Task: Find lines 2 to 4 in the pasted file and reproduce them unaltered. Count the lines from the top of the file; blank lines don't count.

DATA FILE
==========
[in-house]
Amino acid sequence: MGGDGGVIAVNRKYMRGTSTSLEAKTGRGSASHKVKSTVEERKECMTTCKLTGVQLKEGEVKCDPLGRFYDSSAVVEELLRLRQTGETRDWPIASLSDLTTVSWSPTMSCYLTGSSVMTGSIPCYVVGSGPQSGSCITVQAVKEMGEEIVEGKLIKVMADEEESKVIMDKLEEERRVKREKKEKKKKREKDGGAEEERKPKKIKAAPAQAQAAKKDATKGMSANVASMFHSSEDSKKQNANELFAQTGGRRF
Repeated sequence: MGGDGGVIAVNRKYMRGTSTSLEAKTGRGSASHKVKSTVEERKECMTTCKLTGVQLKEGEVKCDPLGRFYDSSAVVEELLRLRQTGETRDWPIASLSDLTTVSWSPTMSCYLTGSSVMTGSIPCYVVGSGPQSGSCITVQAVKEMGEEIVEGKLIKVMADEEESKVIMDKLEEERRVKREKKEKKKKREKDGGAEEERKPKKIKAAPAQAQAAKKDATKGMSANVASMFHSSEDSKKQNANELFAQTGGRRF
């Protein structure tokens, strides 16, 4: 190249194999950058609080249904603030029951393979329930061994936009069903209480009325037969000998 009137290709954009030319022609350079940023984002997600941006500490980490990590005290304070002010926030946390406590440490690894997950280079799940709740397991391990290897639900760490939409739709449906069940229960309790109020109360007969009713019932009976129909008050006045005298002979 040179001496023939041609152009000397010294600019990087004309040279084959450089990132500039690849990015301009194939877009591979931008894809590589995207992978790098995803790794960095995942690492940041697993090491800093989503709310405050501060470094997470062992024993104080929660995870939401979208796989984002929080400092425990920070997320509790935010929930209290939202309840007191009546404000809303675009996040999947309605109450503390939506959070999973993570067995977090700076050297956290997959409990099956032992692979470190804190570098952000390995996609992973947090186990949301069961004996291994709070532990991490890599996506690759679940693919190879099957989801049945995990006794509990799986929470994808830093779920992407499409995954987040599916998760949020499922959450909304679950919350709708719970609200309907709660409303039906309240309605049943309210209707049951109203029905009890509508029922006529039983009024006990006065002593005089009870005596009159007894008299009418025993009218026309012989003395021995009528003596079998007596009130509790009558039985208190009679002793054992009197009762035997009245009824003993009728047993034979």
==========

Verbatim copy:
Amino acid sequence: MGGDGGVIAVNRKYMRGTSTSLEAKTGRGSASHKVKSTVEERKECMTTCKLTGVQLKEGEVKCDPLGRFYDSSAVVEELLRLRQTGETRDWPIASLSDLTTVSWSPTMSCYLTGSSVMTGSIPCYVVGSGPQSGSCITVQAVKEMGEEIVEGKLIKVMADEEESKVIMDKLEEERRVKREKKEKKKKREKDGGAEEERKPKKIKAAPAQAQAAKKDATKGMSANVASMFHSSEDSKKQNANELFAQTGGRRF
Repeated sequence: MGGDGGVIAVNRKYMRGTSTSLEAKTGRGSASHKVKSTVEERKECMTTCKLTGVQLKEGEVKCDPLGRFYDSSAVVEELLRLRQTGETRDWPIASLSDLTTVSWSPTMSCYLTGSSVMTGSIPCYVVGSGPQSGSCITVQAVKEMGEEIVEGKLIKVMADEEESKVIMDKLEEERRVKREKKEKKKKREKDGGAEEERKPKKIKAAPAQAQAAKKDATKGMSANVASMFHSSEDSKKQNANELFAQTGGRRF
């Protein structure tokens, strides 16, 4: 190249194999950058609080249904603030029951393979329930061994936009069903209480009325037969000998 009137290709954009030319022609350079940023984002997600941006500490980490990590005290304070002010926030946390406590440490690894997950280079799940709740397991391990290897639900760490939409739709449906069940229960309790109020109360007969009713019932009976129909008050006045005298002979 040179001496023939041609152009000397010294600019990087004309040279084959450089990132500039690849990015301009194939877009591979931008894809590589995207992978790098995803790794960095995942690492940041697993090491800093989503709310405050501060470094997470062992024993104080929660995870939401979208796989984002929080400092425990920070997320509790935010929930209290939202309840007191009546404000809303675009996040999947309605109450503390939506959070999973993570067995977090700076050297956290997959409990099956032992692979470190804190570098952000390995996609992973947090186990949301069961004996291994709070532990991490890599996506690759679940693919190879099957989801049945995990006794509990799986929470994808830093779920992407499409995954987040599916998760949020499922959450909304679950919350709708719970609200309907709660409303039906309240309605049943309210209707049951109203029905009890509508029922006529039983009024006990006065002593005089009870005596009159007894008299009418025993009218026309012989003395021995009528003596079998007596009130509790009558039985208190009679002793054992009197009762035997009245009824003993009728047993034979």